FIG. 1 illustrates a hypothetical portion of a level in a hierarchical database. The database level referred to as level “A”, includes a number of polygons 10, 12, 14, 16 that define regions to be exposed (or not exposed) on a semiconductor wafer or other object. Typically, such regions represent circuit elements such as transistors, gates, areas to be doped, interconnect wires, contact pads, etc. The particular polygons shown are for purposes of illustration and are not meant to represent actual circuit elements. As indicated above, in the most common formats, e.g., GDSII, each polygon in the database is described by a number of vertices such as those shown in FIG. 2 that define the perimeter of the polygon. The edges of the polygons between the vertices are generally referred to as edge segments.
FIG. 3 illustrates another level “Z” of a hierarchical database that includes a number of polygons 18, 20, 22, 24 that are unique to level Z as well as six instances or placements of the set of polygons defined in level A of the database. FIG. 3A illustrates a hierarchical tree structure for the layout of FIG. 2. The level Z includes individual descriptions of the vertices that define the polygons 18, 20, 22, 24 as well as six references to the placement of the polygons defined in level A of the database. The definition of level A in turn includes descriptions of the vertices that define the polygons 10, 12, 14, and 16. As will be appreciated by those skilled in the art, an actual database that describes a microdevice will generally include many more levels than the two depicted.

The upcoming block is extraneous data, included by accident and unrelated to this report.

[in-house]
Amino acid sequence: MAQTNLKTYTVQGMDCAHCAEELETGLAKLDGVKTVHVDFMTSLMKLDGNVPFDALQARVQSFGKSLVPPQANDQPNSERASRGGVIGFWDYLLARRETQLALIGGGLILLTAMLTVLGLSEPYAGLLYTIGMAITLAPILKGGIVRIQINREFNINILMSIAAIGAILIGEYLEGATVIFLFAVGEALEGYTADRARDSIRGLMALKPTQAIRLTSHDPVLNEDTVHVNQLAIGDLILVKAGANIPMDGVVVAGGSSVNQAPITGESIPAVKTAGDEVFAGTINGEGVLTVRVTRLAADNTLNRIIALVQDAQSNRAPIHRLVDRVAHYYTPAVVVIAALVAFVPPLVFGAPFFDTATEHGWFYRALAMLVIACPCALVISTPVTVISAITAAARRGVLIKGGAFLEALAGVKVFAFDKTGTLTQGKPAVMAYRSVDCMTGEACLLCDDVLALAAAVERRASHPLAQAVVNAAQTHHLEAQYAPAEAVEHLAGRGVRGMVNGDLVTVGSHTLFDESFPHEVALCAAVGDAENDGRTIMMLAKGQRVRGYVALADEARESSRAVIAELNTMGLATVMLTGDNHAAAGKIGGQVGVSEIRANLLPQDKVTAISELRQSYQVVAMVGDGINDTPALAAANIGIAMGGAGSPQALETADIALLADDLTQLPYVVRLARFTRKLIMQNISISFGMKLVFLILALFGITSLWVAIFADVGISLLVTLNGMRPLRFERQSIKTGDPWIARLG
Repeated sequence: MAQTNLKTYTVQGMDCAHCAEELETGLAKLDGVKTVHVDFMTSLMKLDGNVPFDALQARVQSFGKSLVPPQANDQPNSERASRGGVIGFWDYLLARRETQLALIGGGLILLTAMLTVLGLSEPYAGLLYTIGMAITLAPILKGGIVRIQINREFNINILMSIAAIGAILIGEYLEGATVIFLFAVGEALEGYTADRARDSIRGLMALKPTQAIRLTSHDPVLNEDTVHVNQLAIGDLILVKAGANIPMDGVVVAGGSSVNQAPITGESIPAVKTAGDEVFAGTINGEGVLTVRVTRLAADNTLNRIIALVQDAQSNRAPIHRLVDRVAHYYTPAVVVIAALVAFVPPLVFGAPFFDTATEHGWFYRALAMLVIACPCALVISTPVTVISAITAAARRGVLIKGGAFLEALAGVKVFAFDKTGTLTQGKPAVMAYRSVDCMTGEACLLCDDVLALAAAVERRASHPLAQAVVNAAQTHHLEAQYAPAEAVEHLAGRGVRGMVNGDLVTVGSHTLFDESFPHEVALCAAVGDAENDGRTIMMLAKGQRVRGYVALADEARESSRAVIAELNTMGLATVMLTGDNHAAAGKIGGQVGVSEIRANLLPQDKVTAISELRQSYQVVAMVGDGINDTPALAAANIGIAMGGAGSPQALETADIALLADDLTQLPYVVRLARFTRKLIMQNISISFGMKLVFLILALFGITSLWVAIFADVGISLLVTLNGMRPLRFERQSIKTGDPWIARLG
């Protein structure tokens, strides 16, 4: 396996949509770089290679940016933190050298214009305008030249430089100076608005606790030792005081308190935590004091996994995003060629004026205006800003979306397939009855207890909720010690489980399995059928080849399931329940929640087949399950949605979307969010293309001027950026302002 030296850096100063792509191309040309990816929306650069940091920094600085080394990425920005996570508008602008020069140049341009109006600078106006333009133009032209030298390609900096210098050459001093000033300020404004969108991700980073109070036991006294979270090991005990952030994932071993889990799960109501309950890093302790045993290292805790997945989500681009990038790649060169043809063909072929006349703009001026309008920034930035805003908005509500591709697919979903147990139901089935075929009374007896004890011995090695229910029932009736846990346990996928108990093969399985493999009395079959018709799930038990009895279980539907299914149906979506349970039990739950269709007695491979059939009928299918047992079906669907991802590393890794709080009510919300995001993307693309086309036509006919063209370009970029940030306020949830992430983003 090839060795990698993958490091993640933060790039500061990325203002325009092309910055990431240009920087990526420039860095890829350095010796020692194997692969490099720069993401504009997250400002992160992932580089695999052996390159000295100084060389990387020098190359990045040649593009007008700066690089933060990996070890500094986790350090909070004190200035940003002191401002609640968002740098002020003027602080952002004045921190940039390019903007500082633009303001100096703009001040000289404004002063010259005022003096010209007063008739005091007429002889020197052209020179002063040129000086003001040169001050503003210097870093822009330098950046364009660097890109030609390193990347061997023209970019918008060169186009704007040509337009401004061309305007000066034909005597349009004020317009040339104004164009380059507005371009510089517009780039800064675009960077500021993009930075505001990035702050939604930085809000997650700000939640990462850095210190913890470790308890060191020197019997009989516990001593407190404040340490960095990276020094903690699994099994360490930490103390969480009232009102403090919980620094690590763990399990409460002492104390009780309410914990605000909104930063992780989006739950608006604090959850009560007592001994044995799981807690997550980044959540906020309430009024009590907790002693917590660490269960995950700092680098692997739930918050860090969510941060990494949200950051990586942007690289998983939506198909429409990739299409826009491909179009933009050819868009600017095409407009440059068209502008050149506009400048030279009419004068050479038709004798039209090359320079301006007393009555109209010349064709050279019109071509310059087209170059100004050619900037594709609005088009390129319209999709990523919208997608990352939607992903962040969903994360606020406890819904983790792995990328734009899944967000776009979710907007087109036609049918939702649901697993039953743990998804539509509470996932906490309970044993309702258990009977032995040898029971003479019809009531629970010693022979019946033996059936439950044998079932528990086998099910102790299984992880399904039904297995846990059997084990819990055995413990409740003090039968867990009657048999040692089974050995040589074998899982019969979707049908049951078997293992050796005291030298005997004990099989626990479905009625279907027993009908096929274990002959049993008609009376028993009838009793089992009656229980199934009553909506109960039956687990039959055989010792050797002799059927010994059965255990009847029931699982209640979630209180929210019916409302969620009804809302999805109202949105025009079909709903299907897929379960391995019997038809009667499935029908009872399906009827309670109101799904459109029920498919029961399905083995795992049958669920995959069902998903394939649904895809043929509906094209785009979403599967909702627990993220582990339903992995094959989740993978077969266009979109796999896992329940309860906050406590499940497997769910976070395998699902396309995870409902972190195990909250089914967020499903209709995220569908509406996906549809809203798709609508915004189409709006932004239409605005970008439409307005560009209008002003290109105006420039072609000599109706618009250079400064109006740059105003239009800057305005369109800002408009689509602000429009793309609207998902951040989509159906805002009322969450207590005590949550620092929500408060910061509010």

By only defining the vertices that make up the polygons in level A once, a data compression can be achieved in level Z. Referring to the repeated pattern of polygons in level A along with an indication where the repeated pattern occurs, it is not necessary to redefine each instance of all the repeated polygons in level Z. Because level Z contains representations of the polygons in level A, level Z is said to be higher than level A in the hierarchy tree. Placements of level A outside of level Z, however, can also occur.
To ensure that the pattern of polygons defined in a hierarchical database level can be accurately formed by photolithography, it is generally necessary to determine if the polygons in a single level, as well as those on different database levels, are within an interaction distance. The interaction distance is typically defined by a parameter called the optical radius R, defined by the first zero of the Airy function, also known as the point spread function, which is dependent on the wavelength λ, the numerical aperture NA and the imaging illumination conditions. Other criteria, based on any or all of those parameters, λ, NA and illumination could also be used. Alternatively, a purely geometric factor could be used to define the interaction distance.